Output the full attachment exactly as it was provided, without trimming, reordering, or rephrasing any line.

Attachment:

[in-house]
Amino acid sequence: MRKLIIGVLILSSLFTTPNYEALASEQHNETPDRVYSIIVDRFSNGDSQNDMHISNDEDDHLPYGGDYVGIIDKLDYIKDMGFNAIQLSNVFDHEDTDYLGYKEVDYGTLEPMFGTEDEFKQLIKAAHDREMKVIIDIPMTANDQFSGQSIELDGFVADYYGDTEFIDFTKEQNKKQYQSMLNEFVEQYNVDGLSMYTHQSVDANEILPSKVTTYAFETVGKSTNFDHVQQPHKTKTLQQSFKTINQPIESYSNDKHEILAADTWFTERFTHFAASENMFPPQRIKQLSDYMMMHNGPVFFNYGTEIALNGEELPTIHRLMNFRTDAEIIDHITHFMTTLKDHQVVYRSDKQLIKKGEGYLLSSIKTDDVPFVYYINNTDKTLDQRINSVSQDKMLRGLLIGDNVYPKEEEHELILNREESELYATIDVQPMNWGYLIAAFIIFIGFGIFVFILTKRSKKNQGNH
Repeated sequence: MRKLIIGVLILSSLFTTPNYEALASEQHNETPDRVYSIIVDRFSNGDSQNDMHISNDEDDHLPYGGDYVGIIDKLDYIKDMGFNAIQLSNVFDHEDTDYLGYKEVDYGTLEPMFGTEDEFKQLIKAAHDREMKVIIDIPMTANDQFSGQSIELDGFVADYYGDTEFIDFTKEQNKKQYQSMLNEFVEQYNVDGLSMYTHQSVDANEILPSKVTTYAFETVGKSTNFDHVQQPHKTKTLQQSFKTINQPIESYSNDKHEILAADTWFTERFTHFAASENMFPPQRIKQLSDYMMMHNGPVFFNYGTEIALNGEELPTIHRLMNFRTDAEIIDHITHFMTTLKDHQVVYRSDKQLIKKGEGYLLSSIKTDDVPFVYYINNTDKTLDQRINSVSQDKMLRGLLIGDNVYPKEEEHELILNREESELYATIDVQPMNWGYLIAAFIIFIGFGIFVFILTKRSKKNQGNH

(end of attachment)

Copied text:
[in-house]
Amino acid sequence: MRKLIIGVLILSSLFTTPNYEALASEQHNETPDRVYSIIVDRFSNGDSQNDMHISNDEDDHLPYGGDYVGIIDKLDYIKDMGFNAIQLSNVFDHEDTDYLGYKEVDYGTLEPMFGTEDEFKQLIKAAHDREMKVIIDIPMTANDQFSGQSIELDGFVADYYGDTEFIDFTKEQNKKQYQSMLNEFVEQYNVDGLSMYTHQSVDANEILPSKVTTYAFETVGKSTNFDHVQQPHKTKTLQQSFKTINQPIESYSNDKHEILAADTWFTERFTHFAASENMFPPQRIKQLSDYMMMHNGPVFFNYGTEIALNGEELPTIHRLMNFRTDAEIIDHITHFMTTLKDHQVVYRSDKQLIKKGEGYLLSSIKTDDVPFVYYINNTDKTLDQRINSVSQDKMLRGLLIGDNVYPKEEEHELILNREESELYATIDVQPMNWGYLIAAFIIFIGFGIFVFILTKRSKKNQGNH
Repeated sequence: MRKLIIGVLILSSLFTTPNYEALASEQHNETPDRVYSIIVDRFSNGDSQNDMHISNDEDDHLPYGGDYVGIIDKLDYIKDMGFNAIQLSNVFDHEDTDYLGYKEVDYGTLEPMFGTEDEFKQLIKAAHDREMKVIIDIPMTANDQFSGQSIELDGFVADYYGDTEFIDFTKEQNKKQYQSMLNEFVEQYNVDGLSMYTHQSVDANEILPSKVTTYAFETVGKSTNFDHVQQPHKTKTLQQSFKTINQPIESYSNDKHEILAADTWFTERFTHFAASENMFPPQRIKQLSDYMMMHNGPVFFNYGTEIALNGEELPTIHRLMNFRTDAEIIDHITHFMTTLKDHQVVYRSDKQLIKKGEGYLLSSIKTDDVPFVYYINNTDKTLDQRINSVSQDKMLRGLLIGDNVYPKEEEHELILNREESELYATIDVQPMNWGYLIAAFIIFIGFGIFVFILTKRSKKNQGNH